Larry CafieroLarry Cafiero

Larry Cafiero, a.k.a. Larry the Free Software Guy, is a journalist and a Free/Open Source Software advocate. He is involved in several FOSS projects and serves as the publicity chair for the Southern California Linux Expo. Follow him on Twitter: @lcafiero

SCALE 14X Moves, Canonical Considers IPO & More…

FOSS Week in Review

While the week started out with some of us waxing nostalgic about penguins on racing cars, it seems that the march of progress and onward-and-upward improvement continues, if news from the Southern California Linux Expo (SCALE) is of any indication.

SCALE moving: According to a highly placed source in the SCALE hierarchy — of course, that would be me — SCALE has outgrown a series of hotels over the last several years, and the 2016 edition of the expo will be held at the Pasadena Convention Center from Jan. 21-24, 2016.

Larry CafieroLarry Cafiero

Larry Cafiero, a.k.a. Larry the Free Software Guy, is a journalist and a Free/Open Source Software advocate. He is involved in several FOSS projects and serves as the publicity chair for the Southern California Linux Expo. Follow him on Twitter: @lcafiero

Linux Chromebooks, Securing the Web & More…

FOSS Week in Review

Unfortunately, Larry’s a little under the weather today, so here I am…

Put that on your Chromebook and run it

We hear from Softpedia that Chromixium is just about ready for prime time. Well, that may be jumping the gun a little bit. What we really hear is that the distro has now gone from beta to release candidate, and that a honest-to-goodness 1.0 stable version is virtually just around the corner. Trouble is: we’re not sure yet just how far away we are from that corner. Shouldn’t be too far, however. The beta version was only released in February, so these developers aren’t wasting time.

Christine HallChristine Hall

Christine Hall has been a journalist since 1971. In 2001, she began writing a weekly consumer computer column and started covering Linux and FOSS in 2002 after making the switch to GNU/Linux. Follow her on Twitter: @BrideOfLinux

The Solus Evolution, Microsoft’s Linux Love & More…

FOSS Week in Review

Yes, we all know the drill. Last October, Microsoft CEO Satya Natella — in his portrayal of the anti-Ballmer in a 180-degree bootleg turn of a statement — said that Microsoft loves Linux.

So, in our best Shakespeare, how doth Microsoft love thee, Linux? Let me count the ways…

Most recently, we have a report from PC World saying that as of the latest offering from Microsoft, Windows 10, hardware makers now have the green light to enable UEFI Secure Boot without giving you a manual kill switch, as they are required to do with Windows 8 systems.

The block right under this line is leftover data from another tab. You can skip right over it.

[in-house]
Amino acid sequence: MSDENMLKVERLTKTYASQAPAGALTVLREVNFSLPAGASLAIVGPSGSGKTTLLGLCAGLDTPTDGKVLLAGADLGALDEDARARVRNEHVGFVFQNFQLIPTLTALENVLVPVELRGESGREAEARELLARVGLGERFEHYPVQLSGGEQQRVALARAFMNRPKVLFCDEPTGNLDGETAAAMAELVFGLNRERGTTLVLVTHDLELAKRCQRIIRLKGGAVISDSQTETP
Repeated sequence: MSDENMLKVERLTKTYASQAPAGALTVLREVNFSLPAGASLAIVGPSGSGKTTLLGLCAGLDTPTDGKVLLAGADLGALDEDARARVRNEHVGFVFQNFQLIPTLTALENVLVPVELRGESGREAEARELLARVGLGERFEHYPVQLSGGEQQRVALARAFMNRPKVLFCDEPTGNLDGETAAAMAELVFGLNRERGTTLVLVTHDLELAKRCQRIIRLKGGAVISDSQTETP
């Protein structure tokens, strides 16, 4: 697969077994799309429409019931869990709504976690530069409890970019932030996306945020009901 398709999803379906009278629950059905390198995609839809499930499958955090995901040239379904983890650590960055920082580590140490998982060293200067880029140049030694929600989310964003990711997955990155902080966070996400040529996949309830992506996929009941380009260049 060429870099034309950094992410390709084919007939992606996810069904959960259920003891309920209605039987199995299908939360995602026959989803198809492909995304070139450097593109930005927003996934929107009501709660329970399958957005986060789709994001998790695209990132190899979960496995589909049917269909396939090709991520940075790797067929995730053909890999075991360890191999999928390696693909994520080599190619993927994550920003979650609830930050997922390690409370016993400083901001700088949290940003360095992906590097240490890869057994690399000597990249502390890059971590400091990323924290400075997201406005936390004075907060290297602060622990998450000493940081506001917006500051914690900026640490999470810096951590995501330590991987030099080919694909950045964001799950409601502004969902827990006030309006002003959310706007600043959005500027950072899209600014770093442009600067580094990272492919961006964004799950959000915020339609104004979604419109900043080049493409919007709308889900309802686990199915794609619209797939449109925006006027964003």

Larry CafieroLarry Cafiero

Larry Cafiero, a.k.a. Larry the Free Software Guy, is a journalist and a Free/Open Source Software advocate. He is involved in several FOSS projects and serves as the publicity chair for the Southern California Linux Expo. Follow him on Twitter: @lcafiero

When Linux Distros Are Abandoned

It was a hard lesson learned.

The problem was, it wasn’t just me who suffered. It was dozens of people in my organization, and had this happened a month later than it did, it could have been hundreds.

We’ve had some fairly high profile Linux distros fold up their tents and move along. Whether due to a lack of financial support or the project growing larger than a one man dev team can manage, distros do go away. It’s never for a good reason but the fact remains: When a distro ceases to exist, a lot of people get left in the lurch.

Abandoned HouseAbandoned HouseMost recently, it was CrunchBang which rang the bell. I could feel the conflict and sadness in lead developer Philip Newborough’s statement. He didn’t want to do this, but for his own reasons he did. But what struck me in the middle of my being was his statement:

“As for me, while I’m deeply sad to let go of a project that in many ways has defined my existence for many years.”

Ken StarksKen Starks

Ken Starks is the founder of the Helios Project and Reglue, which for 20 years provided refurbished older computers running Linux to disadvantaged school kids, as well as providing digital help for senior citizens, in the Austin, Texas area. He was a columnist for FOSS Force from 2013-2016, and remains part of our family. Follow him on Twitter: @Reglue

SolusOS: Life Happens…Distros Die

switchboardswitchboardThe emails began about 7 AM.

“Is Ikey serious. Is this a joke. WTF?”

“Ken, have you seen this?”

“This has got to be a joke…right? Everything was OK yesterday? What happened?”

Here in the US, those of us who follow such things woke up to somber news:

It is with a heavy heart that I must announce the closure of SolusOS. Simply put, there is no longer enough manpower to fulfil [sic] the vision. What began as a Debian derivative evolved into an independent distribution, without the large development team required to back such an effort.”

Ken StarksKen Starks

Ken Starks is the founder of the Helios Project and Reglue, which for 20 years provided refurbished older computers running Linux to disadvantaged school kids, as well as providing digital help for senior citizens, in the Austin, Texas area. He was a columnist for FOSS Force from 2013-2016, and remains part of our family. Follow him on Twitter: @Reglue